, 3 min read

# Doubling the speed of std::uniform_int_distribution in the GNU C++ library (libstdc++)

The standard way in C++ to generate a random integer in a range is to call the `std::uniform_int_distribution` function. The current implementation of `std::uniform_int_distribution` in the GNU C++ library (libstdc++) to generate an integer in the interval [0,range] looks as follows.

```
scaling = random_range / range;
limit = range * scaling;
do
answer = random;
while ( answer >= limit);
return answer / scaling;
```

where *random* generate a 32-bit or 64-bit integer at random. Typically, it requires two divisions by invocation. Even on recent processors, integer division is relatively expensive.

We can achieve the same algorithmic result with at most one division, and typically no division at all without requiring more calls to the random number generator. It speeds things up on various systems. It was recently added to Swift language.

Travis Downs suggested that someone should try to fix the GNU C++ implementation. So I prepared and submitted a patch. It is currently under review.

The main challenge is that we need to be able to compute the “full” product. E.g., given two 64-bit integers, we want the 128-bit result; given two 32-bit integers we want the 64-bit result. This is fast on common processors.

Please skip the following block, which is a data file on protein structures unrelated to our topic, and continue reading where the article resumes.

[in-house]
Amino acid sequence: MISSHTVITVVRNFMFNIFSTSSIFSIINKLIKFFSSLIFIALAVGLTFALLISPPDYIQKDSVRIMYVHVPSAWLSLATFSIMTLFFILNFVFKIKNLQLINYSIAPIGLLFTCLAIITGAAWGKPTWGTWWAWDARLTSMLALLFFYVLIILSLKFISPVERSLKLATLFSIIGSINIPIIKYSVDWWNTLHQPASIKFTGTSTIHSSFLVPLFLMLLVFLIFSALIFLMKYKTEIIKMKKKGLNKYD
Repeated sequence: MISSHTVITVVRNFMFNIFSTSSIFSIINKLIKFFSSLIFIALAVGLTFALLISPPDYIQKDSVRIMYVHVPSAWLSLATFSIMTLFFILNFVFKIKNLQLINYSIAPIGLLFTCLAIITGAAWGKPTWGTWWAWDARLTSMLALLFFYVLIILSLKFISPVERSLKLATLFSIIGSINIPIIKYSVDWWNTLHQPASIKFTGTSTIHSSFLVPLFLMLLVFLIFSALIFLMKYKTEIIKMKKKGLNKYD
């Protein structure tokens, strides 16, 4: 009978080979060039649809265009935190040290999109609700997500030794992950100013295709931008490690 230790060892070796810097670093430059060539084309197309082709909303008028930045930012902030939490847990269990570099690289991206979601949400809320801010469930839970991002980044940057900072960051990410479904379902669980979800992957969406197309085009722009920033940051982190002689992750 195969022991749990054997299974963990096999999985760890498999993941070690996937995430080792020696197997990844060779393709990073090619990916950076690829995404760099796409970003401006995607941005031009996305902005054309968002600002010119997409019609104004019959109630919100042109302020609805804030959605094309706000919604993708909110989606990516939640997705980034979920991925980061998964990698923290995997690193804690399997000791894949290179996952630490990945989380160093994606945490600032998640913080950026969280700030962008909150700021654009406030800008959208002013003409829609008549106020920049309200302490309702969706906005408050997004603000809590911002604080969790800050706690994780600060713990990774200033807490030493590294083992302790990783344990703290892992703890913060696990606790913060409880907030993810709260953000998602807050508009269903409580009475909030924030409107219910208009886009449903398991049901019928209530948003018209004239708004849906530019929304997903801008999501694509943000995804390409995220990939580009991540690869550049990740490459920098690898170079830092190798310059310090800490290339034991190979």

The 128-bit product is not natively supported in C/C++ but can be achieved with the `__int128`

128-bit integer extension when it is available. Thankfully, we can check for `__int128`

support, and when the support is lacking, we can fall back on another approach. The 128-bit integer extension appears in many compilers (LLMV clang, GNU GCC, Intel icc), but even within a given compiler (say GNU GCC), you cannot rely on the extension being always present, since the compiler implementation might be system specific.

The code I ended up with is somewhat ugly, but it works:

```
__product = (unsigned __int128)(__urng() - __urngmin) * __uerange;
uint64_t __lsb = uint64_t(__product);
if(__lsb < __uerange)
{
uint64_t __threshold = -uint64_t(__uerange) % uint64_t(__uerange);
while (__lsb < __threshold)
{
__product = (unsigned __int128)(__urng() - __urngmin) * __uerange;
__lsb = uint64_t(__product);
}
}
__ret = __product >> 64;
```

It mostly avoids divisions. I designed a simple random shuffling benchmark that mostly just calls `std::shuffle` which, in turn, relies on `std::uniform_int_distribution`. Given an array of one million elements, I get the following timings on a skylake processor with GNU GCC 8.3:

before patch | 15 ns/value |
---|---|

after patch | 8 ns/value |

For fun, let us compare with the implementation that is present in the Swift standard library:

```
var random: T = next()
var m = random.multipliedFullWidth(by: upperBound)
if m.low < upperBound {
let t = (0 &- upperBound) % upperBound
while m.low < t {
random = next()
m = random.multipliedFullWidth(by: upperBound)
}
}
return m.high
```

I think it is more readable in part because the Swift language has built in support for the full multiplication. It is somewhat puzzling that the C++ language does not see fit to make it easy to compute the full product between two integers.

**Update**: This optimization was merged into libstdc++ by Jonathan Wakely on October 9, 2020.

**Reference**: Fast Random Integer Generation in an Interval, ACM Transactions on Modeling and Computer Simulation 29 (1), 2019